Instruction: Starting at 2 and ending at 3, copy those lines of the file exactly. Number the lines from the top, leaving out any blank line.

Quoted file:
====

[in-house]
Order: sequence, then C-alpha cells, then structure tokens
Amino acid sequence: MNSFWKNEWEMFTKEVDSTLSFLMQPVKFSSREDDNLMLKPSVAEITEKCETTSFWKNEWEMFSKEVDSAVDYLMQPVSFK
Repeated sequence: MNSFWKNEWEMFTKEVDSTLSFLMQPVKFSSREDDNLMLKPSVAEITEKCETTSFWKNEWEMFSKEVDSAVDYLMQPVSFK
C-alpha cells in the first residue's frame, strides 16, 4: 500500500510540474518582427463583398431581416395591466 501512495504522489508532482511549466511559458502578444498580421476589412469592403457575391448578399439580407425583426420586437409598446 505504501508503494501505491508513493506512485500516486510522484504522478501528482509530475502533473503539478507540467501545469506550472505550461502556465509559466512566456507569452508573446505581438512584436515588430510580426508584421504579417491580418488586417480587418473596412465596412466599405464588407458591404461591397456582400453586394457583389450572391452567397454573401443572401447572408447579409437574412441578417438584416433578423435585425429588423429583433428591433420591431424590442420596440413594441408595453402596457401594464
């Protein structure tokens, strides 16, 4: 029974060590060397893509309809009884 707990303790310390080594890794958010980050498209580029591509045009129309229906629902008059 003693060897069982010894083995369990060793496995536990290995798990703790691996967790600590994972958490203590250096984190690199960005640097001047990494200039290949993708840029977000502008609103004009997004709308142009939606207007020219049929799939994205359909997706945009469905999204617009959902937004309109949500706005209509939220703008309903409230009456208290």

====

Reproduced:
Order: sequence, then C-alpha cells, then structure tokens
Amino acid sequence: MNSFWKNEWEMFTKEVDSTLSFLMQPVKFSSREDDNLMLKPSVAEITEKCETTSFWKNEWEMFSKEVDSAVDYLMQPVSFK